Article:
Steve Vosloo
Steve Vosloo

Interview with danah boyd, social networking expert

danah boyd (she insists on the lower case) is one of the world’s leading experts on social networking sites (SNSs) such as MySpace and Facebook. She is a PhD student at the University of California, Berkeley, and a Fellow at the Harvard Berkman Centre for Internet and Society. I interviewed her to try to understand the implication that social networking has on our world and particularly on school education.

danah’s paper Social Network Sites: Public, Private, or What? gives context to the interview. She begins by saying that in the US, SNSs are largely ubiquitous and today’s youth are spending a great deal of time using these sites to access public life. (According to Pew Internet, 55% of all online American youths ages 12 to 17 use SNSs.)

When talking about SNSs, an important concept to understand is that they represent “mediated publics” — environments where people can gather publicly through mediating technology. In traditional (unmediated) public spaces, such as a park, people know who they are communicating with and whether their activities are being recorded.

Mediated publics are different with four unique properties: persistence (what you say sticks around), searchability, replicability (it’s easy to copy a conversation from one place and paste it into another) and invisible audiences (because of persistence, searchability, and replicability, people whom one didn’t intend to reach can later see one’s conversations or actions).

A changing world
SV: We live in a changing world, with new technologies and social media that allow people to easily connect, communicate, create and share content. What does this mean for society? What does it mean for school education?

db: Yes, we live in a world of complex technologies. What these technologies are really doing is reshifting and reshaping public life as we know it. So people have to deal with being in a much more persistent, searchable, replicable and visible public space. Our navigation and negotiations through this space are, in many ways, very complex.

In terms of schooling, we have always socialised young people into public lives that are static and, in many ways, no longer represent the world we operate in. But we don’t help to socialise young people into these new mediated public spaces.

Then there is the question of what we’re trying to teach. One might answer with maths and science and reading and certain functional tasks … often things that have right and wrong answers. But there’s another side of how to live in this world of complex technologies. It may not be about teaching about the technology or even with the technology itself, but teaching how to deal with constantly evolving and emerging technologies.

The funny thing is that we [adults, educators] bring learners into these spaces that are highly un-networked, but more and more we realise that they’re living in networked worlds, which don’t necessarily have to include “the internet”. How do people get jobs? They don’t get them by getting a high enough test score in class; they typically get jobs through networks. I have to imagine that’s just as true in South Africa as it is here. Networks can operate on different levels and in different ways. And so how do we live in a networked era where technology is just one of the players in that networking process?

These are big questions. We have a tendency to say that this is a challenger issue just for youth, but I would argue that this is an issue for everybody. Youth are just in the eye of the hurricane right now. Conversations about how to grapple with this technology in the workplace are just as common as they are in schools. How do we deal with a world where you are no longer going to the office and staying disconnected from the world for eight hours and then going out again? That doesn’t exist any more. Many of the roles of white-collar jobs these days are all about networking.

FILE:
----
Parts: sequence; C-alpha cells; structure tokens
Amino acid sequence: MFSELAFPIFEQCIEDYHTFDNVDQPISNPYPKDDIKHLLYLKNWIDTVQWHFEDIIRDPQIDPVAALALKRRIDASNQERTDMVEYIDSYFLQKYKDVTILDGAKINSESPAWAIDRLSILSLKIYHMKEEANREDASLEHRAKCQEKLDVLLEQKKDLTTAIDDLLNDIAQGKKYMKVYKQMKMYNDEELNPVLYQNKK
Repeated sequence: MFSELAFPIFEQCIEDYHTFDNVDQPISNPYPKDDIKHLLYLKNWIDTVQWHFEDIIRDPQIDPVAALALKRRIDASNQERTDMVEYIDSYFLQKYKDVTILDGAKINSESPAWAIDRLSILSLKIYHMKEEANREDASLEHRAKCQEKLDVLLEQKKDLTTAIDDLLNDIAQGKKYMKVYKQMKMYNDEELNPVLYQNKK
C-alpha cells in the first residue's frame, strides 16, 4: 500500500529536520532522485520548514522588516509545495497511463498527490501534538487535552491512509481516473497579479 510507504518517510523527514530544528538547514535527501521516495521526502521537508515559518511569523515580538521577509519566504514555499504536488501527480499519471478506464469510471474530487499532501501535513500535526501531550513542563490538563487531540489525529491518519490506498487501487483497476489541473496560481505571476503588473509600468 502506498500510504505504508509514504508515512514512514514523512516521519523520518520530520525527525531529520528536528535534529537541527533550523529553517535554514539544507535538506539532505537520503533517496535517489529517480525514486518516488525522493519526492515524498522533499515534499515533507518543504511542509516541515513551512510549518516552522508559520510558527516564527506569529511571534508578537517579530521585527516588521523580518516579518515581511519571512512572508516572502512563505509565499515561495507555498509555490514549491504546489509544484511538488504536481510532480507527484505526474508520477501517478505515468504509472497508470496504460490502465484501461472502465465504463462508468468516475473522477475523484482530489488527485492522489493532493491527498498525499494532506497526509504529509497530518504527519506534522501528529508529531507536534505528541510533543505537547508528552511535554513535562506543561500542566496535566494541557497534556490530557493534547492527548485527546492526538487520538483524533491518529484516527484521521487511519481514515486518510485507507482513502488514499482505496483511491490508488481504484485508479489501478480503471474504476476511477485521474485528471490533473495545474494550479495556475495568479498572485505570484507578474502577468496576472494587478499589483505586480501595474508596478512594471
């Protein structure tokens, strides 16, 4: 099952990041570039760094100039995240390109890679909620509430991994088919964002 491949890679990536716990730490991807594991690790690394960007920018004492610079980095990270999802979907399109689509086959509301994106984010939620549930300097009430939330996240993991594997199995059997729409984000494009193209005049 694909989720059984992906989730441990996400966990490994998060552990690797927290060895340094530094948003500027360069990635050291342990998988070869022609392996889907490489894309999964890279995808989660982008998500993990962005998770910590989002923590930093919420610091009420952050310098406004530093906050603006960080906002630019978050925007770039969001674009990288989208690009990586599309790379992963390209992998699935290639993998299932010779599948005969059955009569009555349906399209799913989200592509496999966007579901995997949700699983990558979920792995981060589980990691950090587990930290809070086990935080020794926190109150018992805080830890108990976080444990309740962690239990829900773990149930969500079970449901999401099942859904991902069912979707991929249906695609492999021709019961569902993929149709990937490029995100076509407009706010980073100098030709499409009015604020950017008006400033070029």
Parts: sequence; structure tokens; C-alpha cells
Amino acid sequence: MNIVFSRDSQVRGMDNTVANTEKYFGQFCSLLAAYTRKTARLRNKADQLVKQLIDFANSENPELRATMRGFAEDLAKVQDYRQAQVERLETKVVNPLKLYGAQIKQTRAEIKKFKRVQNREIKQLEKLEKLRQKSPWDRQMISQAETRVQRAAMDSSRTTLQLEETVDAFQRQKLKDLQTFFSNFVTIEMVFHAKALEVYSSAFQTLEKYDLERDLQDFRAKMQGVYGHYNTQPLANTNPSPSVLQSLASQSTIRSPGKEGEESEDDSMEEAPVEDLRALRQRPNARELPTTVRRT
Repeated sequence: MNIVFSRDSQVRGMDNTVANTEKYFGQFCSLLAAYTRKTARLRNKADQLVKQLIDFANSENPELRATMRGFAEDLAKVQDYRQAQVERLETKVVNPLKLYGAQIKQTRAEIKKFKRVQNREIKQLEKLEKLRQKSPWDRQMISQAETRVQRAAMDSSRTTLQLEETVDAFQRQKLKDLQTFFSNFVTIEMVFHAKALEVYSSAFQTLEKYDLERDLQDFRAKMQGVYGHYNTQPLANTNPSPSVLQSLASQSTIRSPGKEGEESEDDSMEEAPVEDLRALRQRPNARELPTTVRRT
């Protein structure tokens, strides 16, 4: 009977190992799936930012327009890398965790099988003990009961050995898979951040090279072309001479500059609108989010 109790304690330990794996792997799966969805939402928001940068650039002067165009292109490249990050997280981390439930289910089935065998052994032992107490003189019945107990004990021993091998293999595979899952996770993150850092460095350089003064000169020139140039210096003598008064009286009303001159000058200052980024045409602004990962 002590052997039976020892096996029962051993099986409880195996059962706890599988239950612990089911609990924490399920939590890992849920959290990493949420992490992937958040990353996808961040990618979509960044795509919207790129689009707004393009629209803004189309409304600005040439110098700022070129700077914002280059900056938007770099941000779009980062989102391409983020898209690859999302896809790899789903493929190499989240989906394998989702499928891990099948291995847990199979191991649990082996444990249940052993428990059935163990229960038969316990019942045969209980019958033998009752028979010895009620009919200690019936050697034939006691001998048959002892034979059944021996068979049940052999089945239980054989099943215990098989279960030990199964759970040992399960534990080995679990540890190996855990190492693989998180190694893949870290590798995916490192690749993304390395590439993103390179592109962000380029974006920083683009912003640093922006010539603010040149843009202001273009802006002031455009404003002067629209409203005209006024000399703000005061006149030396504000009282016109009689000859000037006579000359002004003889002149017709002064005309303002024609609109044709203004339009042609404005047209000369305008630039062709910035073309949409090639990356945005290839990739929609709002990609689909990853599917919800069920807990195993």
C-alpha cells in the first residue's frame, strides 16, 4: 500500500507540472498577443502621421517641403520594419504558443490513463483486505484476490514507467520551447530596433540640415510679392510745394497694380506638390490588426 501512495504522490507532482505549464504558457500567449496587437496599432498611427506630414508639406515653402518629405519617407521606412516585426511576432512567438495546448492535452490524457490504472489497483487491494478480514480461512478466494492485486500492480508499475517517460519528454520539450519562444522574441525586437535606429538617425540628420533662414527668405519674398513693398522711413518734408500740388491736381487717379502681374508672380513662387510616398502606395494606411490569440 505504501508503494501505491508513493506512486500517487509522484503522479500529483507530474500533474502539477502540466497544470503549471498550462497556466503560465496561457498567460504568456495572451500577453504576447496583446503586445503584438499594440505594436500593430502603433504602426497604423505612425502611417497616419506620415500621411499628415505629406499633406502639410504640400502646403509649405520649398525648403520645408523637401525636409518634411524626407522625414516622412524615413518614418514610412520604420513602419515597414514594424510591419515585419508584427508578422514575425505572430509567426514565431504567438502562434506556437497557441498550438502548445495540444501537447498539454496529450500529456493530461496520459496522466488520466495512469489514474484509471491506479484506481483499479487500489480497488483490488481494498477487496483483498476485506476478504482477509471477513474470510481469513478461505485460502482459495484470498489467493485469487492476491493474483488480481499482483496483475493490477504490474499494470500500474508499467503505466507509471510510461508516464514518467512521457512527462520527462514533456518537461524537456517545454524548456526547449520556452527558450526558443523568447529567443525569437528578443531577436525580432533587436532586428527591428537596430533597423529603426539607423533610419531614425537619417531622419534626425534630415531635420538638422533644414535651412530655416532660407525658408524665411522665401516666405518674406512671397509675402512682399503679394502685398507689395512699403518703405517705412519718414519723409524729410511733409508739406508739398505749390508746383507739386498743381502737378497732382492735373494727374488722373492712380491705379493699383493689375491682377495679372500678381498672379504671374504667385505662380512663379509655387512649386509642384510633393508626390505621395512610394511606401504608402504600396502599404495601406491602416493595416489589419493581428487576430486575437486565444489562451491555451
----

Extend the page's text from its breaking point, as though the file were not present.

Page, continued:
The need for reflexivity
SV: How do we make sense of these changes? What skills are needed to live in this changing world?

db: People get access to technologies and they don’t question the different politics around that technology. Again this is not just youth, it’s adults as well. Firstly, we need to consider what the economic factors are. People have discussions about how everything online is free nowadays. But it’s not free; it’s ad supported. So what does it mean to live in a highly consumerist culture? What are we giving up to live in it?

While I’m not anti-capitalist, I believe reflexivity is an essential process here. Typically what happens with new technology is that it’s either fetishised or demonised. It’s either God’s gift to everything, or it’s the devil’s vices. The truth of the matter is that how technology gets deployed and used is highly complex, and by putting up these extreme dichotomies we don’t actually think about the nuances of it; we don’t become reflexive about the technology as an actor in a social environment. So my theory about it, especially within education, is that we should do everything to actually acknowledge that and to have a conversation about what those affordances of technology are, what the decision-making processes around technology are.

One of my problems with children getting access to technology is that there’s no doubt that they pick it up and they figure out how to use it, but they’re not critical learners automatically, not critical thinkers. And that’s true with everything, right? You hand a kid a book, they have to be taught how to be a critical thinker about that book. It’s true of all technologies of communication and information.

Need to teach critical thinking skills